Snapchat & Shareholder Voter Rights: Why It Matters

snapchatLong before Snapchat went public, experts were warning that anyone who bought stock in the company would have no voting rights.

Snapchat never hid this fact. When they released their IPO plans, they specifically outlined that most shareholders would not get to vote on company decisions. Yet, they still expected to raise $3 billion by going public and selling stock.

Why would they do something like this?

For Snapchat, it’s all about control.

Examining the Problem

Snapchat is merely following in the footsteps of its predecessors. In the last few years, tech companies have given more and more voting rights to founders and co-founders, and less to regular stockholders.

Here’s how shareholder rights normally work: both public and private shareholders can get voting rights, but only if they own a certain percentage of stocks in the company. This percentage depends on the number of shares offered, and how many are owned by an individual.

It is rumored that Snapchat had over one billion stocks to sell. Let’s just round that down to one billion for clarity’s sake. Under normal laws, someone (either as an individual or as a group) would have to own about 10-15% or more of those shares in order to have voting power. That means that they would have to own at least 100 million shares.

When the stocks were made available publically, they opened at $17 a share. That means that $1,700,000,000 would have to be spent in order to have a voting share in the company. That’s under normal circumstances.

Since there are very few people who would invest that kind of money in a tech IPO that relies on vending machines to make part of its money, Snapchat will have to get its money through multiple shareholders. In order to entice buying, normal tech companies would have given voting power to each shareholder, even if the vote only counted a little.

Not Snapchat.

When you buy stock in Snapchat, you’re basically saying you trust the founders to run the company in a way that’s going to benefit you. That is not a good idea.

Comparing Snapchat to Other Tech Companies

Before we start comparing, let’s go over where Snapchat got this idea from.

Lately, tech companies like Google and Facebook have been giving their founders “super votes.” Super votes means that one stock counts as an above-average amount of votes. One stock may be worth 70 votes. This means that if the founder owns a majority of shares in the company (and he usually does) he has majority votes. That basically means he can do what he wants.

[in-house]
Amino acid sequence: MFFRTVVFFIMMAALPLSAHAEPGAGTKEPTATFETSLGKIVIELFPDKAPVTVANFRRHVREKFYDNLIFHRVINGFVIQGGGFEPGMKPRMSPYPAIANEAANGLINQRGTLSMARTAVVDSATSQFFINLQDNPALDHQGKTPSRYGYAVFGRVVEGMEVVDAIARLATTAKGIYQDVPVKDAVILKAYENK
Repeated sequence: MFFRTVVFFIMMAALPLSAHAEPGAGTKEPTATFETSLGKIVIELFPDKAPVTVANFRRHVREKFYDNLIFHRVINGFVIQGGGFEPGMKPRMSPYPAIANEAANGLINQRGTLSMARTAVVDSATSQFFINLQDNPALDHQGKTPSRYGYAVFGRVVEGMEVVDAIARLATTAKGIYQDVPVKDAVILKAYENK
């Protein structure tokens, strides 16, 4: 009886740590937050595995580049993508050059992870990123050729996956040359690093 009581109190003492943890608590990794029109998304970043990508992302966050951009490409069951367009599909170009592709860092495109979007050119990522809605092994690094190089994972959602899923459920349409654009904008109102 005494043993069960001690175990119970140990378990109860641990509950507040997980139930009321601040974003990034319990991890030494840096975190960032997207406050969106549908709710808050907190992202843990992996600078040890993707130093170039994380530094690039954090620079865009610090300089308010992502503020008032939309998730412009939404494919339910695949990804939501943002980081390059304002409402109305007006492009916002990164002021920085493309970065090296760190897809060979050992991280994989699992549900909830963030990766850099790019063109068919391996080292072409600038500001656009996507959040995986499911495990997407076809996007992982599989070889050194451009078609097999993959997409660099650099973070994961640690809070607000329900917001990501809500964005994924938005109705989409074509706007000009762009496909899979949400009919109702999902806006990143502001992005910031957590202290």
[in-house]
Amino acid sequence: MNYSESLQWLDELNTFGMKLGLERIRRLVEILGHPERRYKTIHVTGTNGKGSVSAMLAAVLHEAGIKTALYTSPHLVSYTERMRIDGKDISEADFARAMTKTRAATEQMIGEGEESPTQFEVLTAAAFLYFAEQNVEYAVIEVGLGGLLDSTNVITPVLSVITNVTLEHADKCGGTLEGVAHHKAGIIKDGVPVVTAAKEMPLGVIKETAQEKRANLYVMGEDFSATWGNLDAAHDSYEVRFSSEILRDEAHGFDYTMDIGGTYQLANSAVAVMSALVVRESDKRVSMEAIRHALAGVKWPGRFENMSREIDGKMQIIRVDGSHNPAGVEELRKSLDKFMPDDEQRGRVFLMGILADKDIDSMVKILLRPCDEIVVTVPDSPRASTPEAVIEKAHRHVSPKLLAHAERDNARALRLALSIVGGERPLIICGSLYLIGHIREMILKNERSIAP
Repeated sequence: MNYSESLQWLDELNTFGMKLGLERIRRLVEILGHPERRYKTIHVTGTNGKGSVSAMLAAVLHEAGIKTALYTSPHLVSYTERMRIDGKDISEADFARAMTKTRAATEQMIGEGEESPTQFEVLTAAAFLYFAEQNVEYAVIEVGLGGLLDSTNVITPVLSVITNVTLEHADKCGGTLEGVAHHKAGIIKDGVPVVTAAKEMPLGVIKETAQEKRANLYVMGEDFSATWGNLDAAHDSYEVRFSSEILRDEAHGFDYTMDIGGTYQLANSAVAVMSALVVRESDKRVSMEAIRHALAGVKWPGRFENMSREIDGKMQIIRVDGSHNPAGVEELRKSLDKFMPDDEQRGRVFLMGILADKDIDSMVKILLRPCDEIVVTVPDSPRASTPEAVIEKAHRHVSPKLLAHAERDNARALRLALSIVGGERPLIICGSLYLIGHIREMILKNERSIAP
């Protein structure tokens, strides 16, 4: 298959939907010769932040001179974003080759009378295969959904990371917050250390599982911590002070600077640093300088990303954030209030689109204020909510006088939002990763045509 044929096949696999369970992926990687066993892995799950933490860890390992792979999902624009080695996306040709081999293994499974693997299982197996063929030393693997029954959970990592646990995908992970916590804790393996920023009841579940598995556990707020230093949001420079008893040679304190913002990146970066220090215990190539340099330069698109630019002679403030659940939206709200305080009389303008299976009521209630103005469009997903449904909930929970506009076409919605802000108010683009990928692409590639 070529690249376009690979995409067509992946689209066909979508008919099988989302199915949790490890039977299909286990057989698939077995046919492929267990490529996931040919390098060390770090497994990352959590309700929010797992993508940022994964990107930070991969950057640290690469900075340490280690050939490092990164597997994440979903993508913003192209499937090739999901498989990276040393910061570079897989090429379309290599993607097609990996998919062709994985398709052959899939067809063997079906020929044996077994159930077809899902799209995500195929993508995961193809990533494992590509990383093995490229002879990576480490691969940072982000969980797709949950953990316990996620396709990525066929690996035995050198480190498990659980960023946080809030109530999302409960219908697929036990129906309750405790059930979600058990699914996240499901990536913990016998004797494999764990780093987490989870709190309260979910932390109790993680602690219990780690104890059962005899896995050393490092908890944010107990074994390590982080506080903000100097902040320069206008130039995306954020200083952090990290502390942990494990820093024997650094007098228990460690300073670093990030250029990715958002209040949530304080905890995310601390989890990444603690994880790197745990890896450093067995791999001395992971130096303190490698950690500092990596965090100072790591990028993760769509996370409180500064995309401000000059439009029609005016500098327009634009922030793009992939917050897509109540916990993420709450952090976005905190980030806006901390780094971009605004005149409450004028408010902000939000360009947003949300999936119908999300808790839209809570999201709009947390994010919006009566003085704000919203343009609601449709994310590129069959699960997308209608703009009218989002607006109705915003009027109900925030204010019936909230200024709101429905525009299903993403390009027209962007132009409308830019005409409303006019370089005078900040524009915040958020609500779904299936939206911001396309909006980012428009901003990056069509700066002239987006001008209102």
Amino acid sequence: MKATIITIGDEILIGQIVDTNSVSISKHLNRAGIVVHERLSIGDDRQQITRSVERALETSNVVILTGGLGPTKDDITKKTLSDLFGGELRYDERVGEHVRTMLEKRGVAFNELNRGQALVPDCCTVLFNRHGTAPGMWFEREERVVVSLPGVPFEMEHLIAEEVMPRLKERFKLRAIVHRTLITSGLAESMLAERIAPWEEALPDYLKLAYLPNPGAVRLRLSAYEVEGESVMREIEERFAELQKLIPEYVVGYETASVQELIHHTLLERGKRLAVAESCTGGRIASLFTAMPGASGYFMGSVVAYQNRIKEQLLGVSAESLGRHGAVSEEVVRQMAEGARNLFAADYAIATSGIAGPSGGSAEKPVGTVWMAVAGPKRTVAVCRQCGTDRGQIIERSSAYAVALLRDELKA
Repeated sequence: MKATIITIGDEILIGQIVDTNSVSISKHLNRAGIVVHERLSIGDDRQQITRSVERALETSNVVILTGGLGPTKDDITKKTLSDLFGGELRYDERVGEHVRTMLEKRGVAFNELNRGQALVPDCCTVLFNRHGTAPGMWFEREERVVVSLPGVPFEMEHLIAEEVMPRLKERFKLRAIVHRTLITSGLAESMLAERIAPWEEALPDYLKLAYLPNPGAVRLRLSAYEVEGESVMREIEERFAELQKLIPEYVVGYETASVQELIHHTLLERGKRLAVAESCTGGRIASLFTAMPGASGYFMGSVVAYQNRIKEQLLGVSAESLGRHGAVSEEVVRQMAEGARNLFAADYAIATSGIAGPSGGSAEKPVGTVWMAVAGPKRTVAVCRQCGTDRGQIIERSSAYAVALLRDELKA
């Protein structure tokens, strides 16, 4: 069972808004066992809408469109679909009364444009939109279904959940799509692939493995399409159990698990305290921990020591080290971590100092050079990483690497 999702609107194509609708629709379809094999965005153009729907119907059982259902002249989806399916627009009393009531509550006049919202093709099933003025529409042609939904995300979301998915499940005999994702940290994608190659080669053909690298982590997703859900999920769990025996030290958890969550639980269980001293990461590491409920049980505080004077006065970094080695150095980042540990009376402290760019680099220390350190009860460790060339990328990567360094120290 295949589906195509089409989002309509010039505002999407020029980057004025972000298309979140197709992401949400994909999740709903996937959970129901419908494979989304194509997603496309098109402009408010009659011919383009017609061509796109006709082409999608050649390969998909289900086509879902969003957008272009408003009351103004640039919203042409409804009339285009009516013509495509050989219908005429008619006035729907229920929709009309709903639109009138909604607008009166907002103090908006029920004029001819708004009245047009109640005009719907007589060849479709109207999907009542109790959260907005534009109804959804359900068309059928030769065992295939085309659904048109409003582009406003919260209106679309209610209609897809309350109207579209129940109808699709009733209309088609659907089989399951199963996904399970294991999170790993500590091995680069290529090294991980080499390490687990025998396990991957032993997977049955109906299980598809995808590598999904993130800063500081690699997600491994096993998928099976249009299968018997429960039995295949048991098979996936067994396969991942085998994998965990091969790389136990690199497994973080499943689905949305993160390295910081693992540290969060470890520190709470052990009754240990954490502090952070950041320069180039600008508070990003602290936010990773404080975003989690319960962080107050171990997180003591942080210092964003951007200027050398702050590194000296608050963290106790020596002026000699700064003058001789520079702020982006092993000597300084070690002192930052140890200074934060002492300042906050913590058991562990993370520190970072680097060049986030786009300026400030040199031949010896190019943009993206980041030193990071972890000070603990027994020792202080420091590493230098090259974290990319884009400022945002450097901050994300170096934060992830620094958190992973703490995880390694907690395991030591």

For Facebook and Google, this power is tempered off with several factors. First, the shareholders of these companies are still allowed to vote on issues that affect the company. The vote may not count as much as the founders’ votes, but they still count.

Secondly, these companies are run by people who actually know what they’re doing. They’ve got a history of running billion-dollar companies.

Third, and finally, they have people around them that prevent them from going crazy with their voting power, like executives and a board of directors.

Snapchat doesn’t have any of this.

The only thing it has is two young executives with super votes. People who buy into the company are buying a bag of air. The price can go up, sure, and you can sell it off, but you can also argue that an inflated bag of air is more valuable than a smaller bag of air.

Cutting Through the Smoke

Snapchat is the biggest IPO opening since Facebook. That sounds positive. The shares have been doing their usual dance, but they’re still valued above their original offering – as of this writing. That’s also positive.

What isn’t positive is why experts are steering clear of it. The main reason is even if one of the founders leaves, he will still have majority voting rights.

This article is not for or against investing in Snapchat. But a shareholder should be aware of what he’s buying when he invests in a company. If having no voting rights doesn’t bother you, by all means, invest in this company.

This doesn’t mean that the company won’t become successful either. It does mean that if the company starts to fail, you, as a shareholder, do not have the right to vote on the next step the company should take. You can complain, but it may not do any good. The company doesn’t have to listen to you. You basically have no rights, even though you’re investing into the company.

Think about that.

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